How can I stop students posting my lecture on YouTube?

While you can’t technically stop students uploading your lecture to YouTube, you can add a statement to all your teaching materials that makes it clear to students what they can and can’t do with them.

Example:

This presentation has been added to Sulis to support your studies.

You may print and/or download a single copy for your personal, educational use.

Further redistribution, including emailing copies to others or making copies available on the internet, is not permitted.

How do I ask a copyright holder for permission?

Please refer to our Guide to Copyright LibGuide for information.

You should request permission from a copyright holder when neither law nor licence permit you to use a copyrighted work in the way you’d like to.

For books and journal articles the copyright holder is normally the publisher but check the copyrighted statement. For material on websites, the copyright holder may be the individual creator or owner of the website.

Once you have identified the copyright holder write to them providing the following details:

  • the work you want to copy
  • a link to the work (if on the web)
  • your intended use (purpose, format and location)
  • the amount / pages you want to copy
  • number of students on the course (if applicable)

Only use the copyrighted materials if you receive a positive reply and always keep on file any correspondence as proof of permission.

What should I do if I receive an infringement notice?

If you receive an infringement notice, take it seriously and don’t ignore it.

  1. Acknowledge receipt of their letter, or email, and confirm that you will look into the matter.
  2. Make no comment on whether you believe your use of their work is legitimate or not.
  3. Ask the complainant for more information if this would help.
  4. Take any action that will placate the complainant and stop the situation getting worse. For example, if the complaint is about making content available online, temporarily remove it.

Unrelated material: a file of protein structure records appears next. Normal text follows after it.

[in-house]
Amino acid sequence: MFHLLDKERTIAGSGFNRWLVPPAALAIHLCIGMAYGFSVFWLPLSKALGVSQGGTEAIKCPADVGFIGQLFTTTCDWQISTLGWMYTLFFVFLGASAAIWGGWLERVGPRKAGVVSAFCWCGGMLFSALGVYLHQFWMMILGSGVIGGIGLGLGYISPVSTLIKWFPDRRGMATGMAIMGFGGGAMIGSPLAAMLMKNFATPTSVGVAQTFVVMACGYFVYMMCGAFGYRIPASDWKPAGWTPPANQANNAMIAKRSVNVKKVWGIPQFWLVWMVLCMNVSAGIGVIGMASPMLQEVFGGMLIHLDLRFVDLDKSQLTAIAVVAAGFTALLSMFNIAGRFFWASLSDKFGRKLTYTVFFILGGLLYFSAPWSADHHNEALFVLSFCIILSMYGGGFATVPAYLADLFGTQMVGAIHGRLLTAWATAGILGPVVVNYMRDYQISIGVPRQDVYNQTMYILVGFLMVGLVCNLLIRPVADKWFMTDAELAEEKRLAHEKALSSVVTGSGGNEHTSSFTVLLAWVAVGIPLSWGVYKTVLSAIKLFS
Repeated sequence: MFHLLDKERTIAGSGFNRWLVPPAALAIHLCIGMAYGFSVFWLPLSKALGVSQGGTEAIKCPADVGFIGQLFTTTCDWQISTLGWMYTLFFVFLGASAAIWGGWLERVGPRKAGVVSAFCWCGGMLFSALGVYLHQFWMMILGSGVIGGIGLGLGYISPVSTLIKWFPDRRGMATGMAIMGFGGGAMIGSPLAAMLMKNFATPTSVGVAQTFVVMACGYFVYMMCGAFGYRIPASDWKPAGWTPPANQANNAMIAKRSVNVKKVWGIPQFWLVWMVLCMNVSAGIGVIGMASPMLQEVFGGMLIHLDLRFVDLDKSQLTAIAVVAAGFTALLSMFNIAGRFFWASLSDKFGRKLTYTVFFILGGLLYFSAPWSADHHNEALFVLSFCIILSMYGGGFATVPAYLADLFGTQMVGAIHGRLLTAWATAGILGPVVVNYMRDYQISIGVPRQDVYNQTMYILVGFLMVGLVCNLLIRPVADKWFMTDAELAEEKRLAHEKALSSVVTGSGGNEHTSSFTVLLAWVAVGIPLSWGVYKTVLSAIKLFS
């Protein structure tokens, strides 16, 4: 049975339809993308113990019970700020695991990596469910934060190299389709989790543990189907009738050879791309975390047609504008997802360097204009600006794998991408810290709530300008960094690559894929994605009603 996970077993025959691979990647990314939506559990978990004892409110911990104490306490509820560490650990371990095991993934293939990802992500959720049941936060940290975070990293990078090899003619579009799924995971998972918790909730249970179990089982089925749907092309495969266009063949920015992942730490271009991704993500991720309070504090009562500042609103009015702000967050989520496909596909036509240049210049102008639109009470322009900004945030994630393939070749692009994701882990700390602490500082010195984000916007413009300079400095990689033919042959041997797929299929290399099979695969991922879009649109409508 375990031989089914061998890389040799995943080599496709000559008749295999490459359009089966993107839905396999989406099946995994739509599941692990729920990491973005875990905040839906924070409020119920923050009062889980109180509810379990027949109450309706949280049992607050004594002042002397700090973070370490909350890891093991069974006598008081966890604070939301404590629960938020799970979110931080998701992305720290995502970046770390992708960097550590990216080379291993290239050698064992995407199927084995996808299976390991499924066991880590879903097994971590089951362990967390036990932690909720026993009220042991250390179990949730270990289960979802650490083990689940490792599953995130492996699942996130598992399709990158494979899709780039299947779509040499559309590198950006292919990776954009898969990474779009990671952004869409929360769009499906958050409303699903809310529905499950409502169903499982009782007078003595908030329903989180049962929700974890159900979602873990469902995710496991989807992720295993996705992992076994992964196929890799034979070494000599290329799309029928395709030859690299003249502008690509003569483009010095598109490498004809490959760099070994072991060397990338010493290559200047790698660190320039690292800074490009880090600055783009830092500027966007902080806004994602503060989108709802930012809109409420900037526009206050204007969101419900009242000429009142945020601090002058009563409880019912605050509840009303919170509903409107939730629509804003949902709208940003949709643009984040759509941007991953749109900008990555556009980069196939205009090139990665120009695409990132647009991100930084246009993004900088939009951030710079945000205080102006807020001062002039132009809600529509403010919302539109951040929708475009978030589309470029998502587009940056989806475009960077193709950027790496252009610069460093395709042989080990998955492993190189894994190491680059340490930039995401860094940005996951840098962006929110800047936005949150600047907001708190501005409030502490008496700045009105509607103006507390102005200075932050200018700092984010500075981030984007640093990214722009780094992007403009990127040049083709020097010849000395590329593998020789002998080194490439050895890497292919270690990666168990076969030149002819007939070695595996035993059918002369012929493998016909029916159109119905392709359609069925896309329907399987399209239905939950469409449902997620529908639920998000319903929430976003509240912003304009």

Once you have all the relevant information decide if you think you have infringed the complainant’s rights and reply to them. If you aren’t sure send us your query to Ask Us/Tell Us or refer to our Guide to Copyright LibGuide for information. Follow any advice you receive.

How much of printed UL thesis may I copy?

Please refer to the guidance within the thesis for permission to copy.  Theses may not be copied without the express permission of the author.

Where a thesis has no copyright notice, you should treat it in the same way as other library materials and copy only an amount that the author would think fair. As working guidance, we suggest you limit your copying to a single copy of one chapter or multiple extracts that add up to a similar amount. The purpose of your copying must always be non-commercial research or private study, and the copy should be kept personal, so not shared with others or placed on the internet.

How do I cite and reference the images in my slides?

Cite and reference images in your slides in the same way that you would cite them in a paper, making sure to link to the original source if it is online.

On the slide, show the citation, copyright holder and/or licence information displayed on the original source, then add a reference slide at the end of your presentation. Where it is impractical to display the citation on the slide, add the slide numbers to the reference slide at the end of your presentation.

What is a Creative Commons licence?

Creative Commons licences are a series of licences written in everyday language that allow content creators, such as photographers and writers, to clearly tell others what they can and can’t do with it.

Creative Commons came up with the idea of creating 6 licences that all allowed a work to be copied and shared but varied when it came to the things that people cared about most: commercial use, making derivatives and keeping works open.  

Creative Commons licences are useful to lecturers because they provide permission to re-use whole works, especially images.  When citing an image or other work licensed with a Creative Commons licence, always add a link to the licence and the original work, see Best practices for attribution.

Use in university teaching materials is normally viewed as non-commercial use as your primary purpose is to educate students, not to make money. CC Search helps you locate images, music and videos licensed with a Creative Commons licence.

 

Contact the Library

Please get in touch with us directly if you have any questions or comments.